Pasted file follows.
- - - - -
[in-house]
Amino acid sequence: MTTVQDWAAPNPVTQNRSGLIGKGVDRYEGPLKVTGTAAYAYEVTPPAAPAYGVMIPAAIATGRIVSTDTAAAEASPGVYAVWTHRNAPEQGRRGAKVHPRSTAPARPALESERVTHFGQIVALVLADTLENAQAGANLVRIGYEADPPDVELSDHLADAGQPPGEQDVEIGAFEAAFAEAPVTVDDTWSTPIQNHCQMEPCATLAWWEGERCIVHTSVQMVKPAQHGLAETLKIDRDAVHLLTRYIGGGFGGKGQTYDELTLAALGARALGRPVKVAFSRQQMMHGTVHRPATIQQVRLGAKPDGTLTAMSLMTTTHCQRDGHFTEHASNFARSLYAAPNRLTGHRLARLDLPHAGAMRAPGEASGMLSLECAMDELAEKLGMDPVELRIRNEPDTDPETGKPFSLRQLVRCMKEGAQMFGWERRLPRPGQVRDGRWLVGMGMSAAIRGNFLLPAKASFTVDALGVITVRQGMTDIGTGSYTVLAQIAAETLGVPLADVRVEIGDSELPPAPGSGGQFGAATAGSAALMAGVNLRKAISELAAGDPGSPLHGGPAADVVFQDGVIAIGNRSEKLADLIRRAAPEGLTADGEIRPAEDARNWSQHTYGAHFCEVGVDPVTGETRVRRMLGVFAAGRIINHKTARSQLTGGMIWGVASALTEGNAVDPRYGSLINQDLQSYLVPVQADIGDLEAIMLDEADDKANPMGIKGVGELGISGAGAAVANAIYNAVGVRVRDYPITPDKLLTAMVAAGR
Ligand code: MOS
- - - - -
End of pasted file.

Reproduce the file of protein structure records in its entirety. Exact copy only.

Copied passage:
[in-house]
Amino acid sequence: MTTVQDWAAPNPVTQNRSGLIGKGVDRYEGPLKVTGTAAYAYEVTPPAAPAYGVMIPAAIATGRIVSTDTAAAEASPGVYAVWTHRNAPEQGRRGAKVHPRSTAPARPALESERVTHFGQIVALVLADTLENAQAGANLVRIGYEADPPDVELSDHLADAGQPPGEQDVEIGAFEAAFAEAPVTVDDTWSTPIQNHCQMEPCATLAWWEGERCIVHTSVQMVKPAQHGLAETLKIDRDAVHLLTRYIGGGFGGKGQTYDELTLAALGARALGRPVKVAFSRQQMMHGTVHRPATIQQVRLGAKPDGTLTAMSLMTTTHCQRDGHFTEHASNFARSLYAAPNRLTGHRLARLDLPHAGAMRAPGEASGMLSLECAMDELAEKLGMDPVELRIRNEPDTDPETGKPFSLRQLVRCMKEGAQMFGWERRLPRPGQVRDGRWLVGMGMSAAIRGNFLLPAKASFTVDALGVITVRQGMTDIGTGSYTVLAQIAAETLGVPLADVRVEIGDSELPPAPGSGGQFGAATAGSAALMAGVNLRKAISELAAGDPGSPLHGGPAADVVFQDGVIAIGNRSEKLADLIRRAAPEGLTADGEIRPAEDARNWSQHTYGAHFCEVGVDPVTGETRVRRMLGVFAAGRIINHKTARSQLTGGMIWGVASALTEGNAVDPRYGSLINQDLQSYLVPVQADIGDLEAIMLDEADDKANPMGIKGVGELGISGAGAAVANAIYNAVGVRVRDYPITPDKLLTAMVAAGR
Ligand code: MOS